'People will pay the price': Dominic Raab slams 'Kafkaesque saga' after quitting amid bullying probe

ITV News' Anushka Asthana and Libby Wiener report on Dominic Raab's resignation

Words by Lucy McDaid, ITV News Westminster Producer

Dominic Raab has said people "will pay the price" after he resigned from government following the publication of a bullying report he claimed sets a low threshold for complaints.

Writing in The Telegraph, the former deputy prime minister and justice secretary criticised what he called the "Kafkaesque saga" after he begrudgingly stood down from his roles.

Meanwhile, Rishi Sunak, who received the report from senior lawyer Adam Tolley KC on Thursday, said he accepts his former deputy's resignation with "great sadness".

In a statement on Friday, Mr Raab said he feels "duty bound" to accept the inquiry's outcome, but added: "In setting the threshold for bullying so low, this inquiry has set a dangerous precedent."

ITV films Dominic Raab in his constituency after he resigns as deputy prime minister and justice secretary

Mr Tolley's report detailed instances where Mr Raab's behaviour had a "significant adverse" impact on the health of some complainants, and outlined examples of Mr Raab being "intimidating" and "persistently aggressive".

ITV News has previously reported on bullying allegations made against the now former deputy prime minister, with one former official claiming he was "100%" a bully.

In his first interview since resigning from government, Mr Raab told the BBC: "I'm sure I've made mistakes over four and a half years, but the question was whether any of this amounted to bullying".

He added: "I strongly believe if the threshold for bullying is so low that picking people up on bad work, straightening out a negotiation where a breach of a cabinet-set mandate has been taken place, changing teams so we get the very best at negotiations...if we can't do those things, ultimately it will be the public that pay the price."

However, a former civil servant and diplomat, Moazzam Malik, told ITV News that "Dominic Raab is not the first and won't be the last", after recalling a number of ministers who have behaved "badly" over the years and have been "getting away with it".

'Dominic Raab is not the first and won't be the last', says former civil servant and diplomat

Mr Tolley led the independent investigation into Mr Raab, who always insisted he would resign if found guilty.

But in a piece for the Telegraph, Mr Raab wrote: "This precedent sets the playbook for a small number of officials to target ministers, who negotiate robustly on behalf of the country, pursue bold reforms and persevere in holding civil servants to account."

Speaking to ITV News, the head of the union that represents civil servants described it as "an extraordinary state of affairs" that Mr Raab was allowed to resign before potentially being fired by the prime minister.

"He has created a vacuum and allowed Dominic Raab to fill it," said Dave Penman, who added that "it might have been the deal for him going, where Dominic Raab gets to complain about the process, undermine the complaints" and "gets to resign on his own terms".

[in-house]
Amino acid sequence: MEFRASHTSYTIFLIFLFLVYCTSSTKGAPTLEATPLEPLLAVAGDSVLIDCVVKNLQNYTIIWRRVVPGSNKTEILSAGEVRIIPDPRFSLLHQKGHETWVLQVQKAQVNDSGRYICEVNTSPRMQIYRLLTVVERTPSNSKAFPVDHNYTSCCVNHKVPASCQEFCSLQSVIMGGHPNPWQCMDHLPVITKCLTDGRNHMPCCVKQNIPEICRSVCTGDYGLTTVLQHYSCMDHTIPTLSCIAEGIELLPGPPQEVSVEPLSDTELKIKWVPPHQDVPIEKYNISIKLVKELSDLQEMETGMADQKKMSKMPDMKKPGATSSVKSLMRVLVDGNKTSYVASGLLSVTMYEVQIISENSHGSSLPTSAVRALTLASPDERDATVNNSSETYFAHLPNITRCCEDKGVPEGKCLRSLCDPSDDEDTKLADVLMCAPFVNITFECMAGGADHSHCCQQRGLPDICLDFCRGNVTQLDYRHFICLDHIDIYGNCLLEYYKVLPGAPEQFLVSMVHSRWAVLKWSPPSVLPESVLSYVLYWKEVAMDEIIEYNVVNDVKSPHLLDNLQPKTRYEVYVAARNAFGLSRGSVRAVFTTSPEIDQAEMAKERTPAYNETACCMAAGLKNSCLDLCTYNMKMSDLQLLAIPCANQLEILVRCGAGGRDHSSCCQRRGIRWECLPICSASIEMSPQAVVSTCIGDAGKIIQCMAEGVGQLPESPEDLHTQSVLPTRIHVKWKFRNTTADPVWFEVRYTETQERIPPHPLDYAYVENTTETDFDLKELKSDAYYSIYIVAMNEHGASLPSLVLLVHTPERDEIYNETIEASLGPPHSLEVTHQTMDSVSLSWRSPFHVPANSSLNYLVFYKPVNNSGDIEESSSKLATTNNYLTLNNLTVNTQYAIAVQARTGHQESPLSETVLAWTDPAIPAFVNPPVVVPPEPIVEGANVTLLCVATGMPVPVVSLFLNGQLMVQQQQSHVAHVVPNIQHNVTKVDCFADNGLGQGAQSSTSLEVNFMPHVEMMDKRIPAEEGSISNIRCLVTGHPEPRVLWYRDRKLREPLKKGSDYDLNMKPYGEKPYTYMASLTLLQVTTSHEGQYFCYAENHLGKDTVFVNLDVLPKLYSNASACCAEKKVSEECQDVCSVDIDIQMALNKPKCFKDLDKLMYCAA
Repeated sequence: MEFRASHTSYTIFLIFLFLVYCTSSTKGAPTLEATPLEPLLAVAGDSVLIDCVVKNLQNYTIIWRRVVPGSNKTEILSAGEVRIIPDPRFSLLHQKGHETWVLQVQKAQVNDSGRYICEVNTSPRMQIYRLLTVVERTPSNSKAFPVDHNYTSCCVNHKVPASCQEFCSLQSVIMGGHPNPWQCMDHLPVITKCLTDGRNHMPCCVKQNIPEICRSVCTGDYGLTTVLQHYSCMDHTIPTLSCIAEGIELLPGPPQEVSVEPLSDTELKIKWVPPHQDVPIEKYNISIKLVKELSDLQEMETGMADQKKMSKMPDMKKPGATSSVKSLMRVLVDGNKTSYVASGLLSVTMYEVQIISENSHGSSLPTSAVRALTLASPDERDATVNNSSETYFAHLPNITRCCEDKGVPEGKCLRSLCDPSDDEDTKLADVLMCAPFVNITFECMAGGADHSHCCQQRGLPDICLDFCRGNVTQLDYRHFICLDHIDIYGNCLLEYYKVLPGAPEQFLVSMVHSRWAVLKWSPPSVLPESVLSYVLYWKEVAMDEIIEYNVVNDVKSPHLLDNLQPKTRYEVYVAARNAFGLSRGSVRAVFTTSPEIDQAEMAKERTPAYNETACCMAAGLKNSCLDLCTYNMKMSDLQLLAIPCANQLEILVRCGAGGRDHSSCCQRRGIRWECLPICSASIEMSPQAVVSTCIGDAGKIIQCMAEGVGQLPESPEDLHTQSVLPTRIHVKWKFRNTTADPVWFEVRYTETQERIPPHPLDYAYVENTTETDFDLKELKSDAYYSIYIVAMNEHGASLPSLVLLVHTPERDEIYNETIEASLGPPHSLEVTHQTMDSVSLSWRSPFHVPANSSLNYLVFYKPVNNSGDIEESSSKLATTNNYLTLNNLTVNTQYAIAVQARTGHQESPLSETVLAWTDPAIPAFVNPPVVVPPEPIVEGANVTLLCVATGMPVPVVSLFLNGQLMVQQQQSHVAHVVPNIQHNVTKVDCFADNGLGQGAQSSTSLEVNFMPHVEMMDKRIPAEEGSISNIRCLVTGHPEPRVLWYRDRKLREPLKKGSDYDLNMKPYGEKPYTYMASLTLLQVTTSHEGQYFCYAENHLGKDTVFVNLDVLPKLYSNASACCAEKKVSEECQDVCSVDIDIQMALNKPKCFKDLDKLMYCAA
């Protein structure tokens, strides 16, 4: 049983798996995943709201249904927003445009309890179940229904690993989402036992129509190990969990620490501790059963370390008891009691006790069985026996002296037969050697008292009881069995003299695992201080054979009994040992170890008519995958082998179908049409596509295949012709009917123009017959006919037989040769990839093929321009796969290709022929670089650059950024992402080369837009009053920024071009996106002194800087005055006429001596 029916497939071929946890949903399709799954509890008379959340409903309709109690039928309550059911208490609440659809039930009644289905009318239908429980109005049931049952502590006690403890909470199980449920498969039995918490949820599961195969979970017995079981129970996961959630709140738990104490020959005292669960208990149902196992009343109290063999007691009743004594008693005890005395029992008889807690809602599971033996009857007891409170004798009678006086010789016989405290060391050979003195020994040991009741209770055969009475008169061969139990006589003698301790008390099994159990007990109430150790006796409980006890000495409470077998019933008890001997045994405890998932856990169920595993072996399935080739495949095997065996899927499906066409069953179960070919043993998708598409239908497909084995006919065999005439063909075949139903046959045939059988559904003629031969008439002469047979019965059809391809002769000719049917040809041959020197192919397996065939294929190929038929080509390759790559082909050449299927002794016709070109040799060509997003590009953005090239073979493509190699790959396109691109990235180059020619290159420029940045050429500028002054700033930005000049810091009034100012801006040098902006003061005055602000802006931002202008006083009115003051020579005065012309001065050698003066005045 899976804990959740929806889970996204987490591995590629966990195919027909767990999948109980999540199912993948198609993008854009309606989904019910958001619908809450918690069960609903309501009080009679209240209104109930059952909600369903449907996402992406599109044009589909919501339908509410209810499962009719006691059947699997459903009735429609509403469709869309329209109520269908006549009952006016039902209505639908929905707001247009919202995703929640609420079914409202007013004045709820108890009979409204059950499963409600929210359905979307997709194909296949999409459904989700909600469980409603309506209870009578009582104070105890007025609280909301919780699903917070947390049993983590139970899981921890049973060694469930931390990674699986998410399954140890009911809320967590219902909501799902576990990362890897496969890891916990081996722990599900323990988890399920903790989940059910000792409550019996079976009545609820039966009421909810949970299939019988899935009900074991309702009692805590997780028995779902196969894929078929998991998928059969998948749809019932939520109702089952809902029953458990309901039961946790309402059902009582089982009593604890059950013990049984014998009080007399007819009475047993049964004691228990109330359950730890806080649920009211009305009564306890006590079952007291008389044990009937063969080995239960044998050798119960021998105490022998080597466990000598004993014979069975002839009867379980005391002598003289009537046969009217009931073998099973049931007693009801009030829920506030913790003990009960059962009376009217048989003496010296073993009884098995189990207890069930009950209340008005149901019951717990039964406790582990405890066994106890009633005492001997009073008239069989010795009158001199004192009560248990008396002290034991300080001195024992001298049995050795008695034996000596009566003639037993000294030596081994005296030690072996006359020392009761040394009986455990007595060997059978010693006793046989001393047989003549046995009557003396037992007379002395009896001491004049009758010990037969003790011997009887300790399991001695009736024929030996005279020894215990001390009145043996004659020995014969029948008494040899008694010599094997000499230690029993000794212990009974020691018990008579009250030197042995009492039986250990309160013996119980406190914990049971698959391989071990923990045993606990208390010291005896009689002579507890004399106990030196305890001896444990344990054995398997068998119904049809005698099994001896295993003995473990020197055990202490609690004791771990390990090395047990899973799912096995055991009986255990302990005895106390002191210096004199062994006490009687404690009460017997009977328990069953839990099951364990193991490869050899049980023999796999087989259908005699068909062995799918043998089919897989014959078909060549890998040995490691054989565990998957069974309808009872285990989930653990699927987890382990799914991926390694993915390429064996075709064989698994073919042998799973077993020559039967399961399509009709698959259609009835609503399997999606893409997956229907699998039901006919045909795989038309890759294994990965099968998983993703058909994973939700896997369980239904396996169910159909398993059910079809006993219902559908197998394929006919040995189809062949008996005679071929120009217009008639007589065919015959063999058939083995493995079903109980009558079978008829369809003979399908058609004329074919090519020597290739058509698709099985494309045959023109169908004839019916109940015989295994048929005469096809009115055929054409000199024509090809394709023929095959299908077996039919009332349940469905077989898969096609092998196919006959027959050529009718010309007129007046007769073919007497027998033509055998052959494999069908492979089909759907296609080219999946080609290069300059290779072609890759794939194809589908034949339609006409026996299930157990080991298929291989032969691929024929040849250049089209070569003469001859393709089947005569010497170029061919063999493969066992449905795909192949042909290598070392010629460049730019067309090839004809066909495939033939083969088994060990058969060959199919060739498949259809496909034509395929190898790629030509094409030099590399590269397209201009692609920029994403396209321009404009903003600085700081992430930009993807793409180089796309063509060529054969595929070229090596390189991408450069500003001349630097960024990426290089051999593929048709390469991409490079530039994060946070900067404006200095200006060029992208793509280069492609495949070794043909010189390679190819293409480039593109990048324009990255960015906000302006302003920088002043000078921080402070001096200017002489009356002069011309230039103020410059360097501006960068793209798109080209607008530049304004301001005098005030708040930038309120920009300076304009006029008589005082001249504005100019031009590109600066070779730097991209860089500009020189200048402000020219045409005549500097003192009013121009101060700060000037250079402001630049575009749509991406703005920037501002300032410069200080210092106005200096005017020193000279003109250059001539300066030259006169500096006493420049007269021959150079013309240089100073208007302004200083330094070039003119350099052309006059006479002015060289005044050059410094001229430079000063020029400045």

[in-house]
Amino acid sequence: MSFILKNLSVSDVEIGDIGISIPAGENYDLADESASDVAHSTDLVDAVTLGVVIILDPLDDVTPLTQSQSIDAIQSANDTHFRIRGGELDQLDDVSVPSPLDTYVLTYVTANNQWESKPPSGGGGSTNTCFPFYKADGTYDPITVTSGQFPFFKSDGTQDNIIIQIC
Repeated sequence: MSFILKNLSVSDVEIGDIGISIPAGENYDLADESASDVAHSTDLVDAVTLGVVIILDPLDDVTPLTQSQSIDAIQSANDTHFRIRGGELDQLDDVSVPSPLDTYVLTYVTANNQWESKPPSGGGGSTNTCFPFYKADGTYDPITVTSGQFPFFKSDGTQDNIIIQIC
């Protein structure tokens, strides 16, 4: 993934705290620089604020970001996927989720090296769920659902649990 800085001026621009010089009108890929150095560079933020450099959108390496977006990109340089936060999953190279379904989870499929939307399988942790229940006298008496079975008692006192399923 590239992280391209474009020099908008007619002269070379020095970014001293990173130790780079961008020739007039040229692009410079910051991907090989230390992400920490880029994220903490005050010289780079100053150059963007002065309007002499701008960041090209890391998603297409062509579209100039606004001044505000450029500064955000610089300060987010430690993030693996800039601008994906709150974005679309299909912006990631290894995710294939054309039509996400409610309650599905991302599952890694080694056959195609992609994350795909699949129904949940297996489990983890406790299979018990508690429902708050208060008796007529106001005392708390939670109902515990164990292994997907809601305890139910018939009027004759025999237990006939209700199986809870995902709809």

The investigation is described as 'an wholly inadequate process' by the head of the union for civil servants, Dave Penman

Mr Raab requested the probe into his behaviour in November last year after two official complaints were made against him. Mr Tolley's independent inquiry addressed eight formal allegations, with at least 24 government officials understood to have been involved in the complaints. They cover Mr Raab's time in the Ministry of Justice, Foreign Office, and his time as Brexit secretary.

Throughout the five-month investigation, Mr Raab always maintained he had excellent relationships with civil servants across government and insisted he always acted with professionalism and integrity.

In his resignation letter to Mr Sunak on Friday, the MP for Esher and Walton said he is "genuinely sorry for any unintended stress or offence that any officials felt, as a result of the pace, standards and challenge that I brought to the Ministry of Justice."

He added: "That is, however, what the public expect of ministers working on their behalf."

Dominic Raab's resignation letter to the prime minister in full

Speaking to ITV News, a former Foreign Office official who worked in the department under Mr Raab's leadership described his resignation letter as "vile".

Another person who worked under Mr Raab said: "Ultimately, he does not believe his behaviour was wrong. I think the narrative that a fast pace, high standard and challenging environment is a defence for leadership which isn't considerate, kind or compassionate, is wrong."

Meanwhile, Labour leader Sir Keir Starmer said the resignation shows the "continual weakness of the prime minister".

Speaking to broadcasters, Mr Starmer added: "He should never have appointed him, along with other members of the Cabinet that shouldn't have been appointed, and then he didn't sack him. Even today, it was Raab who resigns rather than the prime minister who acts".

Dominic Raab's resignation shows the 'continual weakness' of the prime minister, claims Labour leader Sir Keir Starmer

Elsewhere, the Liberal Democrats have demanded a by-election in Mr Raab's constituency, with Deputy Leader Daisy Cooper saying: "Dominic Raab has shown he is not only unfit to serve as a minister, but is totally unfit to represent his constituents in Parliament.

"He should resign as an MP and trigger a by-election so the people of Esher and Walton can finally have the MP they deserve."

The full report by Mr Tolley KC was later published by Downing Street, and Mr Sunak now needs to carry out a cabinet re-shuffle in order to find Mr Raab's replacement.

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